You’ve probably seen advertising blunders that resulted largely from a lack of cultural competency—such as the H&M ad portraying a little black boy wearing a sweatshirt with the inscription “coolest monkey in the jungle.” Equally appalling was Dove’s ad, which featured women of color removing brown clothing to reveal “clean” white women underneath. To be sure, many such companies have learned the hard way that culturally insensitive and offensive advertising is just bad business.
Similarly, as the world becomes increasingly globalized and industries grow more diverse, professionals working in fields such as healthcare, education, law enforcement, and others have also come to realize that their success or failure can hinge on their ability to develop a meaningful understanding of the diverse beliefs, customs, values, and behaviors of people from different cultural backgrounds.
Although appreciating and respecting difference is a good start, it simply isn’t enough to succeed globally. True cultural competency requires skills and behaviors that enable us to engage with others and see the world from their point of view. So what are these skills?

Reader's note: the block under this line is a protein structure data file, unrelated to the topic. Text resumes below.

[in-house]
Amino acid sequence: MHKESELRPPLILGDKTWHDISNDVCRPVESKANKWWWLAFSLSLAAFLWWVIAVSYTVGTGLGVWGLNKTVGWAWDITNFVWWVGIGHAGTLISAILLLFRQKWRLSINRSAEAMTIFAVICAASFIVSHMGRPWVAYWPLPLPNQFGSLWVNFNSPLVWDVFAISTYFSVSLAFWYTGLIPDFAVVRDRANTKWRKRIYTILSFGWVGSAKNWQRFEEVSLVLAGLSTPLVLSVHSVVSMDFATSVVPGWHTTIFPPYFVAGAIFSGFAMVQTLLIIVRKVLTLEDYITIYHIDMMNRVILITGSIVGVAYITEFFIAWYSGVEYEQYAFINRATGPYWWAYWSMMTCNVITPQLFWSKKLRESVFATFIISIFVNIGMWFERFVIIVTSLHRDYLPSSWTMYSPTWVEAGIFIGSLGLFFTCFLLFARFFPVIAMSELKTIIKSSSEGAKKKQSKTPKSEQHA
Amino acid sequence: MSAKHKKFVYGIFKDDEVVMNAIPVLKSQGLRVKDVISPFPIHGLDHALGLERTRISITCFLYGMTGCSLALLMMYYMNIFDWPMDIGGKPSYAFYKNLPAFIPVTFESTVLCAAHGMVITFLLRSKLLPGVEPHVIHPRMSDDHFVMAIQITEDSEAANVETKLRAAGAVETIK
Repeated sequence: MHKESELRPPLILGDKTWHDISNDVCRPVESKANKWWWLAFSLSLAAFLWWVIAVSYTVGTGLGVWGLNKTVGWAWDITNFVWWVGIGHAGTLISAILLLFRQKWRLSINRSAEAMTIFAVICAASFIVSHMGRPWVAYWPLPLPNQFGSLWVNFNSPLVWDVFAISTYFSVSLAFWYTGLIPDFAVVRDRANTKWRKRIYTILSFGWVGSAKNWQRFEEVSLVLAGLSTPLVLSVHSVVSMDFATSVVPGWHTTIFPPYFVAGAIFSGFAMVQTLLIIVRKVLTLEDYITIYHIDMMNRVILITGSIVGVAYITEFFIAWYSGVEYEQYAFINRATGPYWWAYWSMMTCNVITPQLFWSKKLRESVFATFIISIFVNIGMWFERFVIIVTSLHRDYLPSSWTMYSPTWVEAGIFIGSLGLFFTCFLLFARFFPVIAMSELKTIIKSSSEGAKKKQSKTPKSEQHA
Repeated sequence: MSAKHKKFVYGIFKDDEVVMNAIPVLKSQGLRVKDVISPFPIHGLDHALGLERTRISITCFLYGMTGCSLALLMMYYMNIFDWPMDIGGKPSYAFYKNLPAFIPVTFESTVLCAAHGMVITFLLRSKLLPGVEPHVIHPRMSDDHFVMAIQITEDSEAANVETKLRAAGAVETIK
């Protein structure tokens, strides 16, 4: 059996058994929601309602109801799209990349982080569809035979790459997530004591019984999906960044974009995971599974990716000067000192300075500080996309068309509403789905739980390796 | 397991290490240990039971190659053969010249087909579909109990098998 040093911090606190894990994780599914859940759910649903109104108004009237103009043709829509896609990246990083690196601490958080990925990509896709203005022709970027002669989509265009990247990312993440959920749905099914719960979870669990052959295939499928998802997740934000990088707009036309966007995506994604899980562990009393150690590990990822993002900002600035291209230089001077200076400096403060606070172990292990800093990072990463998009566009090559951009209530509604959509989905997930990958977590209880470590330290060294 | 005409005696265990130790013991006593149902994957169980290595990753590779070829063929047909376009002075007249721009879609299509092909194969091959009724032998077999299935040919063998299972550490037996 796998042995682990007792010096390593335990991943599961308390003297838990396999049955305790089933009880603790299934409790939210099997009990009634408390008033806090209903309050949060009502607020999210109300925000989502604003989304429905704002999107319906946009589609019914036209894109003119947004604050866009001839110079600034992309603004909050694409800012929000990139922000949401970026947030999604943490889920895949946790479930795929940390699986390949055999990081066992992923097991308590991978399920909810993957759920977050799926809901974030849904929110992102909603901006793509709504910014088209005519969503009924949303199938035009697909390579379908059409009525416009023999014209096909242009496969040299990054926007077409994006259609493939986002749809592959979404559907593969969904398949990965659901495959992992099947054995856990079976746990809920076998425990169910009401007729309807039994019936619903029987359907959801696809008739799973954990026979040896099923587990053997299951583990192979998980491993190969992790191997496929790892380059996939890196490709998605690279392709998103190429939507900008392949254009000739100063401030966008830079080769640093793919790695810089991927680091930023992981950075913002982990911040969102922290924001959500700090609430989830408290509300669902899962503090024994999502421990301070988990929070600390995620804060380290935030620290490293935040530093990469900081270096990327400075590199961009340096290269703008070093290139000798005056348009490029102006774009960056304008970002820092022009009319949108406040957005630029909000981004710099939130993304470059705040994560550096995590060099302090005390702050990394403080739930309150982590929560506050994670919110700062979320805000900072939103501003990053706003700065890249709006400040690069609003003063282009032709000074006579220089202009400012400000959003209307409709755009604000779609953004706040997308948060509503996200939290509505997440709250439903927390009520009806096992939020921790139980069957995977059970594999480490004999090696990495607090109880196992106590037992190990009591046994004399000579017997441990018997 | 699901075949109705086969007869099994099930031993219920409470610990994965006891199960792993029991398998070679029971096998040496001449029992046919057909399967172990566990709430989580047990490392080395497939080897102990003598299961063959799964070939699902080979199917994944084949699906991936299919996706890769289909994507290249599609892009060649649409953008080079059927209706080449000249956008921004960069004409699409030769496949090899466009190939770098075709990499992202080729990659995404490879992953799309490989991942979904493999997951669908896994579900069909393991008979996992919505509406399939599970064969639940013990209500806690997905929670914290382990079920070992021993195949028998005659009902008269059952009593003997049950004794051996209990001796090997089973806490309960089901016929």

Before we can try to understand and respect cultures other than our own, we must first be able to reflect critically on our own stereotypes, prejudices, and biases. They exist whether we realize it or not.
Though it may seem easy, listening to understand and not just react is a skill that requires careful attention to detail and a nuanced recognition of the culturally-inflected content and emotion involved.
Engaged and Effective Communication
Conversations with people from other cultures should be reciprocal learning experiences. Avoid value-laden statements that reflect your own biases and seek to engage in meaningful communication that gets your point across without resorting to judgments and stereotypes.
Simply put, this involves putting yourself in other people’s shoes and seeing the world from their point of view. Empathy doesn’t mean that you have to agree with other people’s viewpoints, but that you can see their position and understand how various life experiences have led them to develop understandings that differ from your own.
Want to amplify your success? The Global Community Engagement program at University College is designed to help students develop these necessary skills. Courses such as Managing Across Cultures, Diversity and Organizational Structure, and Contemporary Racial and Ethnic Relations provide an array of resources for developing and applying cultural competency. Learn more about the Global Community Engagement at universitycollege.du.edu or by contacting Enrollment Manager Chris Heriza at firstname.lastname@example.org
About the Author: Dr. Arianna Nowakowski is the Assistant Director and Teaching Assistant Professor for the Global Community Engagement program at University College. She received her Ph.D. in International Studies from the Josef Korbel School of International Studies at the University of Denver in 2012.